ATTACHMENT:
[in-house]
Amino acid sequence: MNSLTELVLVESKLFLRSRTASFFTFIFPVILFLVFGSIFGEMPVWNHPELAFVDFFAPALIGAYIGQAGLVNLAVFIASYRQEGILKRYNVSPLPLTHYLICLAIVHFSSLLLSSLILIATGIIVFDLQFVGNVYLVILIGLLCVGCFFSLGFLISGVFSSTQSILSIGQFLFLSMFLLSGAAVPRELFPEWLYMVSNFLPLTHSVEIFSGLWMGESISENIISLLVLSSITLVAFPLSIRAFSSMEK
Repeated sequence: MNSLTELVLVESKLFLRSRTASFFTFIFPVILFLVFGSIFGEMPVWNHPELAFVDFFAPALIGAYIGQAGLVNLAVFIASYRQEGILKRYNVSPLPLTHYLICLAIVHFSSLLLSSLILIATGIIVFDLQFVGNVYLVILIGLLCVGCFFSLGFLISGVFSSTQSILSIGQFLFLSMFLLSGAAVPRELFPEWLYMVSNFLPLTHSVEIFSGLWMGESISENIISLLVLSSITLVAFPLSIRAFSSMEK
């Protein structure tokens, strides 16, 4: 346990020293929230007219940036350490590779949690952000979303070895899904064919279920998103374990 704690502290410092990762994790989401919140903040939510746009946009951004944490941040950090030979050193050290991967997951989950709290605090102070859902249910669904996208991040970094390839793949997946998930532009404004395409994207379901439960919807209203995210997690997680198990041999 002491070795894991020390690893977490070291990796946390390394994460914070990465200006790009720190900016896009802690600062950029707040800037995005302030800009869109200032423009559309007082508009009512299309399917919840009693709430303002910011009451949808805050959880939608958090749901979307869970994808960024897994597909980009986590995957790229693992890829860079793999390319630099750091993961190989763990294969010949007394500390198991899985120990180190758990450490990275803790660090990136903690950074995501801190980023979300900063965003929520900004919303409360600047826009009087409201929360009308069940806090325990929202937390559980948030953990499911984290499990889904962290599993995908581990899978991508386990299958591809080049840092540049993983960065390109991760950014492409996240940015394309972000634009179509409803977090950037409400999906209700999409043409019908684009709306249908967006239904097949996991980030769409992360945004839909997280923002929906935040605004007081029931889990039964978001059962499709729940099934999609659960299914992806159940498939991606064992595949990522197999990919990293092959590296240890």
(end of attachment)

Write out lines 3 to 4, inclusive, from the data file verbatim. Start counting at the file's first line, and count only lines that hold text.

Repeated sequence: MNSLTELVLVESKLFLRSRTASFFTFIFPVILFLVFGSIFGEMPVWNHPELAFVDFFAPALIGAYIGQAGLVNLAVFIASYRQEGILKRYNVSPLPLTHYLICLAIVHFSSLLLSSLILIATGIIVFDLQFVGNVYLVILIGLLCVGCFFSLGFLISGVFSSTQSILSIGQFLFLSMFLLSGAAVPRELFPEWLYMVSNFLPLTHSVEIFSGLWMGESISENIISLLVLSSITLVAFPLSIRAFSSMEK
């Protein structure tokens, strides 16, 4: 346990020293929230007219940036350490590779949690952000979303070895899904064919279920998103374990 704690502290410092990762994790989401919140903040939510746009946009951004944490941040950090030979050193050290991967997951989950709290605090102070859902249910669904996208991040970094390839793949997946998930532009404004395409994207379901439960919807209203995210997690997680198990041999 002491070795894991020390690893977490070291990796946390390394994460914070990465200006790009720190900016896009802690600062950029707040800037995005302030800009869109200032423009559309007082508009009512299309399917919840009693709430303002910011009451949808805050959880939608958090749901979307869970994808960024897994597909980009986590995957790229693992890829860079793999390319630099750091993961190989763990294969010949007394500390198991899985120990180190758990450490990275803790660090990136903690950074995501801190980023979300900063965003929520900004919303409360600047826009009087409201929360009308069940806090325990929202937390559980948030953990499911984290499990889904962290599993995908581990899978991508386990299958591809080049840092540049993983960065390109991760950014492409996240940015394309972000634009179509409803977090950037409400999906209700999409043409019908684009709306249908967006239904097949996991980030769409992360945004839909997280923002929906935040605004007081029931889990039964978001059962499709729940099934999609659960299914992806159940498939991606064992595949990522197999990919990293092959590296240890």